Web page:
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Oklahoma! and revisionist history

FranklinDickson2018
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Oklahoma! and revisionist history#1
Posted: 10/20/19 at 2:55pm

No..... just.......no.  Punk rock?  And did "Oklahoma!" really drop??? I know the expression but have never heard it referred to the opening of a Broadway show.  #alteredrealitySunday

Quote from BWW. 

"The reality is, that in 1943, when [Oklahoma!] dropped, it was punk rock as hell," says leading man Damon Daunno. "It was progressive! I personally think that Rodgers and Hammerstein wrote what we are doing. So I'd like to think that it's 100% your grandparents' Oklahoma!"

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joevitus
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Oklahoma! and revisionist history#2
Posted: 10/20/19 at 3:08pm

It's very silly, but I get why he's saying it.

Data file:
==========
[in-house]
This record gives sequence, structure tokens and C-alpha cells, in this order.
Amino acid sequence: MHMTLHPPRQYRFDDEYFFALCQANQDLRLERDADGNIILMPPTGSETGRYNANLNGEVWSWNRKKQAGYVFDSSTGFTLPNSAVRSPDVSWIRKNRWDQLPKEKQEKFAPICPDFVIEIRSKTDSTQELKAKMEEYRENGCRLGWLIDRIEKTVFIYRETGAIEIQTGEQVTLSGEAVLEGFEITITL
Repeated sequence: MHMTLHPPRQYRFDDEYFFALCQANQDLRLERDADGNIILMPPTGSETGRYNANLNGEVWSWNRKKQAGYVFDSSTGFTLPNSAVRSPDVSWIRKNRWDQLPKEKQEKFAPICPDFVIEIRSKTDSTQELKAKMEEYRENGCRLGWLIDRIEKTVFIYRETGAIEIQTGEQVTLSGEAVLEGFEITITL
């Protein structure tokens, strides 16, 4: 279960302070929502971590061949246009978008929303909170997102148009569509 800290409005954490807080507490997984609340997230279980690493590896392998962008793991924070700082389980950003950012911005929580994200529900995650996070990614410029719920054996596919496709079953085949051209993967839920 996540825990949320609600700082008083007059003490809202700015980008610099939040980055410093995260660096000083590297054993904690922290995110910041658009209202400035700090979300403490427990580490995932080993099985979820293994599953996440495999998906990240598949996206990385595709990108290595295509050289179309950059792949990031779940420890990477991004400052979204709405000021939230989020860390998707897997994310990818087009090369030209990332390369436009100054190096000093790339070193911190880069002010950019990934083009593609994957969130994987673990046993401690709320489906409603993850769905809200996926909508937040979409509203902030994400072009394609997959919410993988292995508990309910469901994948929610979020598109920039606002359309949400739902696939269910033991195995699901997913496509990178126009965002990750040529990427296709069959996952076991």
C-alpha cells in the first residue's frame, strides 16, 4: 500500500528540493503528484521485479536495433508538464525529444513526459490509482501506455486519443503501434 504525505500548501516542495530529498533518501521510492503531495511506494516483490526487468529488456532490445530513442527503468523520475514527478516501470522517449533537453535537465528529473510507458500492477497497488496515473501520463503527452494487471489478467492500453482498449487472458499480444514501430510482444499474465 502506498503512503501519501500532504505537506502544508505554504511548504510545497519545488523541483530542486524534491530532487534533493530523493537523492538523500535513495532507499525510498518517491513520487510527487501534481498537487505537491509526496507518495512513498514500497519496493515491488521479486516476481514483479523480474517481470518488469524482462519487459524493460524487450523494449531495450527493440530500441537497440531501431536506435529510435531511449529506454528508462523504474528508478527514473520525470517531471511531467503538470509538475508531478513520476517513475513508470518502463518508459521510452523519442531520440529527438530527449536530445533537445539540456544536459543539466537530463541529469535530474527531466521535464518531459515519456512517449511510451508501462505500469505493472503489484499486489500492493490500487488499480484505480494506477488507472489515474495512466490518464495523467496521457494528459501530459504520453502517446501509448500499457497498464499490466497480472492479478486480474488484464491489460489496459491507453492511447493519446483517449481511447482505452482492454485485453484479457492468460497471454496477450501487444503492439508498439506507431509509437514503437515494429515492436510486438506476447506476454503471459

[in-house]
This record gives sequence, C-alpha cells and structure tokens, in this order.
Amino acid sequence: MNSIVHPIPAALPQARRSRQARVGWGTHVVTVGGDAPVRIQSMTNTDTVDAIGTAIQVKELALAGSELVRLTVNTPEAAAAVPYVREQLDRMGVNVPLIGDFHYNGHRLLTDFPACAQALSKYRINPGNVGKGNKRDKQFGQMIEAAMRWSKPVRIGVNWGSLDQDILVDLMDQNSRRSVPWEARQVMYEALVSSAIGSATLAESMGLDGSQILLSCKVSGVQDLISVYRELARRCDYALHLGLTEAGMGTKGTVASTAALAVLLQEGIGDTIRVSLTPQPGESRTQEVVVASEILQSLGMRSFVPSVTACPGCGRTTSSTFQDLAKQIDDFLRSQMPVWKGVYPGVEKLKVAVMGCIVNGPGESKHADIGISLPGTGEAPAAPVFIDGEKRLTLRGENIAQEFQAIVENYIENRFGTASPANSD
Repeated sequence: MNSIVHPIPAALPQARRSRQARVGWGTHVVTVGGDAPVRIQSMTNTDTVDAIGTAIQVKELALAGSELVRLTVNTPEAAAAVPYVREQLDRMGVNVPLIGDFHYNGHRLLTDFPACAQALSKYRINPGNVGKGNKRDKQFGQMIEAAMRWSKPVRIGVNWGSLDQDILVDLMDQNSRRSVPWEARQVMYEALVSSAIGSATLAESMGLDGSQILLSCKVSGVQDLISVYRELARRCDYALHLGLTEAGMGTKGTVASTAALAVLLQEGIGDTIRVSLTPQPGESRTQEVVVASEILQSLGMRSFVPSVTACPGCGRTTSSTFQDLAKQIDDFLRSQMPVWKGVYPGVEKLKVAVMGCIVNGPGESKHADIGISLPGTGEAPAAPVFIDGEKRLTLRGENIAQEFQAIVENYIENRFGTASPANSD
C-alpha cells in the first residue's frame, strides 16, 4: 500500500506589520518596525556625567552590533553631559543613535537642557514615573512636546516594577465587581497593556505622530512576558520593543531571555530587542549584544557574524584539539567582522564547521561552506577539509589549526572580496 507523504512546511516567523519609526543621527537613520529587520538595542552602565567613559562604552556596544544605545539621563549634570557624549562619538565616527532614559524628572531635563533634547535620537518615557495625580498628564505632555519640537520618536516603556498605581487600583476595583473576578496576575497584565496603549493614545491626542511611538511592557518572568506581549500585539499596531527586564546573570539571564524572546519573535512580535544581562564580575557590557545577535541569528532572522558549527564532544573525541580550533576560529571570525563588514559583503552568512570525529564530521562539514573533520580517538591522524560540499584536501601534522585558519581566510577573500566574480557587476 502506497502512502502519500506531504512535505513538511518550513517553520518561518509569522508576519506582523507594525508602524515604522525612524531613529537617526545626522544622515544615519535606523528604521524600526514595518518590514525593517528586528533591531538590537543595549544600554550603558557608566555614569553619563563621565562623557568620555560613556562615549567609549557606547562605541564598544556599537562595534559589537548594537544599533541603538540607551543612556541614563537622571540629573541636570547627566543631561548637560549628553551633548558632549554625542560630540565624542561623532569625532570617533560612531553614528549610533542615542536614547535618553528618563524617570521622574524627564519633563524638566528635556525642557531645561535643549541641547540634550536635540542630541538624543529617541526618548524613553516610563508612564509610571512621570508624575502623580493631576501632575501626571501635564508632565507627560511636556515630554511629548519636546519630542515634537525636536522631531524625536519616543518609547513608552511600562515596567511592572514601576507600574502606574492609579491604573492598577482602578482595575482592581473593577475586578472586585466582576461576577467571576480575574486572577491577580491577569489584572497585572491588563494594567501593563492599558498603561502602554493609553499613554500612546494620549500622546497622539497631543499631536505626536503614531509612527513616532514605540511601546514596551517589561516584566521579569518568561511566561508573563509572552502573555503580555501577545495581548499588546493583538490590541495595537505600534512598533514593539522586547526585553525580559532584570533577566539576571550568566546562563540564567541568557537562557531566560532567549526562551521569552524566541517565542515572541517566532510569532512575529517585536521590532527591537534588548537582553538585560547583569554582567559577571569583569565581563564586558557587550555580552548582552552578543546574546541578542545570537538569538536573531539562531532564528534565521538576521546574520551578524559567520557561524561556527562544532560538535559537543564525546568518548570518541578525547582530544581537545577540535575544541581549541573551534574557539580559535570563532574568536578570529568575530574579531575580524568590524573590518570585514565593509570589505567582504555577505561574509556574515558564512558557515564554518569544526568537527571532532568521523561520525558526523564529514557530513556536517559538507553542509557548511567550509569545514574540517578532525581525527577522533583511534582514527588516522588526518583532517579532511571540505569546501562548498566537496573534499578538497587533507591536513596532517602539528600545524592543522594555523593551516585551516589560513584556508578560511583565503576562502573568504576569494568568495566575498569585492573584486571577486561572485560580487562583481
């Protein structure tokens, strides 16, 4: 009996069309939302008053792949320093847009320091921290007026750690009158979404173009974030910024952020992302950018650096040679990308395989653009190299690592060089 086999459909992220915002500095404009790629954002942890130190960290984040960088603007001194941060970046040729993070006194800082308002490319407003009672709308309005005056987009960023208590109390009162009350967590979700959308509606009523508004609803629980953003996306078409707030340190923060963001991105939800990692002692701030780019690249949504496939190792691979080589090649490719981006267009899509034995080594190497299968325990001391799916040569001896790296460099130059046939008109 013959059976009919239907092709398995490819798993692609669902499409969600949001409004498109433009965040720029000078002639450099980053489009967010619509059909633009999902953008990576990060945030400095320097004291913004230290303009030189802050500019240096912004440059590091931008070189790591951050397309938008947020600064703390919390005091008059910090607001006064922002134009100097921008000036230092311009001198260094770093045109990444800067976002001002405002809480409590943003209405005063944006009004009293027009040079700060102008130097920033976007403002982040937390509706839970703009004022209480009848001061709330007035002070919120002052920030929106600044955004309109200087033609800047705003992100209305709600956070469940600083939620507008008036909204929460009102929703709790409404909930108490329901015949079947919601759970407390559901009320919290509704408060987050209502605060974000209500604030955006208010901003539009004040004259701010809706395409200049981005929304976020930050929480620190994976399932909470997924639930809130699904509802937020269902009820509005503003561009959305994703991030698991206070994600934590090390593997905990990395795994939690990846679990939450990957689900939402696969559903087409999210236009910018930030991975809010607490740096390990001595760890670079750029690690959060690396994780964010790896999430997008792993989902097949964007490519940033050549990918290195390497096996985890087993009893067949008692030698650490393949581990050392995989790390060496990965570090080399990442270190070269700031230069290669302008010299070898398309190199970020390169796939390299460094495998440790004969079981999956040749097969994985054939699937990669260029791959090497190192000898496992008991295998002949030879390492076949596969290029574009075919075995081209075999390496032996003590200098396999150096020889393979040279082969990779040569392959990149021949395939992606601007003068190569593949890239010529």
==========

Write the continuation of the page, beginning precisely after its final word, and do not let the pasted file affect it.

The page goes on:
imissthemusic2
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Oklahoma! and revisionist history#3
Posted: 10/20/19 at 3:10pm

His point makes total sense to me, though I do agree it's a bit of a funny way of saying it. 

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poisonivy2
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Oklahoma! and revisionist history#4
Posted: 10/20/19 at 3:15pm

What he's saying is that when Oklahoma! premiered it was considered edgy and revolutionary and was intended to be so. Awkward phrasing but I get what he;s trying to say.

FranklinDickson2018